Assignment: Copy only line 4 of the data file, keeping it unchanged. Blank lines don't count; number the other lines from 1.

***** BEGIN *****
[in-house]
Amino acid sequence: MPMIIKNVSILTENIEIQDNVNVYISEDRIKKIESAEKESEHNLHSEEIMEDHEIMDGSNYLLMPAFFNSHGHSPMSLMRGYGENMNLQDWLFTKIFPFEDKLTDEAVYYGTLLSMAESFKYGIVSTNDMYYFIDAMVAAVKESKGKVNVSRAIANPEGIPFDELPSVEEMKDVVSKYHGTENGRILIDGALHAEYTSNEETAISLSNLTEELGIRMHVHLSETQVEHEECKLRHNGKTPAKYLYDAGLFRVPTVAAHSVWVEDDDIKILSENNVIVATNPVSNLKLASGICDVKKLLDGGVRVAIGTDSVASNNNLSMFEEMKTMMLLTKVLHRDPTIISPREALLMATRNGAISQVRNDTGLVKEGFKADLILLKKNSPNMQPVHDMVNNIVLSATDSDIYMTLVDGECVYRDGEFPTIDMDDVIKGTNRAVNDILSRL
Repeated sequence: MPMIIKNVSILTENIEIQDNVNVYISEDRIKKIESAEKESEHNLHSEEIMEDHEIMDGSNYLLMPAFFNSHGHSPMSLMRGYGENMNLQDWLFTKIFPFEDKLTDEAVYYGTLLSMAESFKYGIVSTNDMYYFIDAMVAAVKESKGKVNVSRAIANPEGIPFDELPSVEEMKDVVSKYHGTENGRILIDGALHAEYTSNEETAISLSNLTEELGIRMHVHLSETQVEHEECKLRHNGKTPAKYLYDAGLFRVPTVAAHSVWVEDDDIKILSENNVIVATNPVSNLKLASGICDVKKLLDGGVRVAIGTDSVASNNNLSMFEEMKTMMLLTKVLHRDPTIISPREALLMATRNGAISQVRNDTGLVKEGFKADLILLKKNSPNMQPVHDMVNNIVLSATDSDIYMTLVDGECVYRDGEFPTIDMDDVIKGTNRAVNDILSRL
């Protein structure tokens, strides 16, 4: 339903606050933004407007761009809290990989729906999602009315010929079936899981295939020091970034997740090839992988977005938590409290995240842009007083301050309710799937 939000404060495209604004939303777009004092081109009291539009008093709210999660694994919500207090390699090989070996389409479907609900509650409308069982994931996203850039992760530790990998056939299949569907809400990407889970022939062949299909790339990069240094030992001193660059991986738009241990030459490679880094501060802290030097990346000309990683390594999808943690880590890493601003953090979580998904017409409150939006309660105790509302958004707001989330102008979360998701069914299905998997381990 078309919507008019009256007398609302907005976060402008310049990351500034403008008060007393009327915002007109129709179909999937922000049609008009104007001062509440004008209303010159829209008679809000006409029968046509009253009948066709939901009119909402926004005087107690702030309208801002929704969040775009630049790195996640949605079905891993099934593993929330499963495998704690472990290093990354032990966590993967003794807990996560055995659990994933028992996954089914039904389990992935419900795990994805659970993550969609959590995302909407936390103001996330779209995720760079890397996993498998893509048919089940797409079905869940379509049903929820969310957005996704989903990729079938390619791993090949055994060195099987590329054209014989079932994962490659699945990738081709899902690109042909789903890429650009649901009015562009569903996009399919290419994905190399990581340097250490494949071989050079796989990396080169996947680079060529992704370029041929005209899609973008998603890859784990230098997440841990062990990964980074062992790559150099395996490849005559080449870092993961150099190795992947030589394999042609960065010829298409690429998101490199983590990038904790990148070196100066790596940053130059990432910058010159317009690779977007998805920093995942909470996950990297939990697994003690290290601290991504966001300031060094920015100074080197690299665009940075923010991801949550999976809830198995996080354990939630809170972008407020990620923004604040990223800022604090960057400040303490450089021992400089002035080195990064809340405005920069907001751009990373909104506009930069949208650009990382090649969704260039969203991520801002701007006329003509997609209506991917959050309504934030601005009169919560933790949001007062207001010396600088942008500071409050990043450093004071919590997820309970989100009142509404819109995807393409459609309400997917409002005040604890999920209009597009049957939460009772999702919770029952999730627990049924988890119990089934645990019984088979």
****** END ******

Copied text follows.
């Protein structure tokens, strides 16, 4: 339903606050933004407007761009809290990989729906999602009315010929079936899981295939020091970034997740090839992988977005938590409290995240842009007083301050309710799937 939000404060495209604004939303777009004092081109009291539009008093709210999660694994919500207090390699090989070996389409479907609900509650409308069982994931996203850039992760530790990998056939299949569907809400990407889970022939062949299909790339990069240094030992001193660059991986738009241990030459490679880094501060802290030097990346000309990683390594999808943690880590890493601003953090979580998904017409409150939006309660105790509302958004707001989330102008979360998701069914299905998997381990 078309919507008019009256007398609302907005976060402008310049990351500034403008008060007393009327915002007109129709179909999937922000049609008009104007001062509440004008209303010159829209008679809000006409029968046509009253009948066709939901009119909402926004005087107690702030309208801002929704969040775009630049790195996640949605079905891993099934593993929330499963495998704690472990290093990354032990966590993967003794807990996560055995659990994933028992996954089914039904389990992935419900795990994805659970993550969609959590995302909407936390103001996330779209995720760079890397996993498998893509048919089940797409079905869940379509049903929820969310957005996704989903990729079938390619791993090949055994060195099987590329054209014989079932994962490659699945990738081709899902690109042909789903890429650009649901009015562009569903996009399919290419994905190399990581340097250490494949071989050079796989990396080169996947680079060529992704370029041929005209899609973008998603890859784990230098997440841990062990990964980074062992790559150099395996490849005559080449870092993961150099190795992947030589394999042609960065010829298409690429998101490199983590990038904790990148070196100066790596940053130059990432910058010159317009690779977007998805920093995942909470996950990297939990697994003690290290601290991504966001300031060094920015100074080197690299665009940075923010991801949550999976809830198995996080354990939630809170972008407020990620923004604040990223800022604090960057400040303490450089021992400089002035080195990064809340405005920069907001751009990373909104506009930069949208650009990382090649969704260039969203991520801002701007006329003509997609209506991917959050309504934030601005009169919560933790949001007062207001010396600088942008500071409050990043450093004071919590997820309970989100009142509404819109995807393409459609309400997917409002005040604890999920209009597009049957939460009772999702919770029952999730627990049924988890119990089934645990019984088979």